Applications of Activated Carbon to Reduce Disinfection Byproducts in Small Drinking Water Systems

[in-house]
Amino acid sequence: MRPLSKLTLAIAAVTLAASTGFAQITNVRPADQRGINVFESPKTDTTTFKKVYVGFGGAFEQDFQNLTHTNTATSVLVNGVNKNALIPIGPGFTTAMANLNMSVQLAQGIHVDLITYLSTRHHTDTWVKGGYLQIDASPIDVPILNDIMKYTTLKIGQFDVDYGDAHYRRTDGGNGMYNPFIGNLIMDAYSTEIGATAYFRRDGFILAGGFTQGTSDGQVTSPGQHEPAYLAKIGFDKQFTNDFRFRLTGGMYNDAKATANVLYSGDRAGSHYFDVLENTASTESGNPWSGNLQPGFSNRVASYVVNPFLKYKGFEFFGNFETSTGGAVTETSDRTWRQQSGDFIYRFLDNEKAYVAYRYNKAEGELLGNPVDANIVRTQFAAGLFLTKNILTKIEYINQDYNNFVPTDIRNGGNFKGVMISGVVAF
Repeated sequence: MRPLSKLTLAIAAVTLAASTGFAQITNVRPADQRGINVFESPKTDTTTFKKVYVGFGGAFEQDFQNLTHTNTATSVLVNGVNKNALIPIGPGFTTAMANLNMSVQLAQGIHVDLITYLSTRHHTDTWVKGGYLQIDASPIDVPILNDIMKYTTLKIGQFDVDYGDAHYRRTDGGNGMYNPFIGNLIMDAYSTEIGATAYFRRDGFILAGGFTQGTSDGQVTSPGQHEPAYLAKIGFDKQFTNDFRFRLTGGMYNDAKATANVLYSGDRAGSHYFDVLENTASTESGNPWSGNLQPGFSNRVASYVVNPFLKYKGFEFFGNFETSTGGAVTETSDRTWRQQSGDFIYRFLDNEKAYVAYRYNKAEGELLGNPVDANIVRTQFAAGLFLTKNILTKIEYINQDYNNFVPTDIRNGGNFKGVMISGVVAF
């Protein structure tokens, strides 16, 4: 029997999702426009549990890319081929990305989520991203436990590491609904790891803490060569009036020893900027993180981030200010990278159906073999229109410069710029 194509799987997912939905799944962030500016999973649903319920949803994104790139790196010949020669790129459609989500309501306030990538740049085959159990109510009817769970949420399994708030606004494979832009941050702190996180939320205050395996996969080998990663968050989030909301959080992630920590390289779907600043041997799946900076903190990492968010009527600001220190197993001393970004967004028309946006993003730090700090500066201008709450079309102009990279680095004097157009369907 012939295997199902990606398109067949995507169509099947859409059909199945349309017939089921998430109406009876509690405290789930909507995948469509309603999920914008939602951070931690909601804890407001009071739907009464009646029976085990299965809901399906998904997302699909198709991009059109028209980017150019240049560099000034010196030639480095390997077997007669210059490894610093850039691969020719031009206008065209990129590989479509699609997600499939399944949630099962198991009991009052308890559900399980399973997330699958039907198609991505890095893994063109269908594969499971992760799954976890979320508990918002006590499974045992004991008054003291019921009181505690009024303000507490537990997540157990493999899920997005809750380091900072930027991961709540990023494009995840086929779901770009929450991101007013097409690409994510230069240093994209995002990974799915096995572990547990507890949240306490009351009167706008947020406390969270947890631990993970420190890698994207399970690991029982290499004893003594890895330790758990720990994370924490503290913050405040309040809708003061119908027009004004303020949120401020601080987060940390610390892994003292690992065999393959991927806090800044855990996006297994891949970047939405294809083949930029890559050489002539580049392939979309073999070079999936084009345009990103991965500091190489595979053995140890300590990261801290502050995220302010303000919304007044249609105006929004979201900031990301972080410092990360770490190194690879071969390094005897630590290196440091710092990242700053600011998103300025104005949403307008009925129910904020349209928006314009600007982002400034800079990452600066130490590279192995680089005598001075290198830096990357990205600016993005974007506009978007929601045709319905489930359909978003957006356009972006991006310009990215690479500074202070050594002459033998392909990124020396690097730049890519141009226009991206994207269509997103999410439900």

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[ACCESS RESTRICTED TO THE UNIVERSITY OF MISSOURI AT AUTHOR'S REQUEST.] The addition of chlorine disinfectant to drinking water during the treatment process results in the formation of disinfection by-products (DBPs). The United States and several other nations regulate for DBPs in drinking water because studies have linked exposure to these compounds to increased incidence of cancers as well as birth and developmental defects. Incorporation of activated carbon(AC) into the drinking water treatment process may reduce the formation of DBPs through the adsorption of natural organic matter (NOM) precursors and formed DBPs. The goal of this research project is to investigate how AC can be better used by small-scale drinking water plants as a feasible option for reducing the DBPs formed in their systems, which would allow them to consistently achieve compliance with the Environmental Protection Agency's latest regulation Stage 2 D/DBP Rule. This research compared the factors of AC particle size, carbon source material, and concurrent coagulant addition in NOM sorption experiments. Although concurrent chemical addition and carbon source had no significant differences on AC performance, the performance of powdered activated carbon (PAC) was notably greater than granular activated carbon(GAC). Characterization of NOM in source water showed preferential adsorption of hydrophilic NOM compounds onto the AC. Finally, a pilot studied was designed to investigate the potential of granular activated carbon (GAC) to adsorb formed DBPs before entering the distribution system.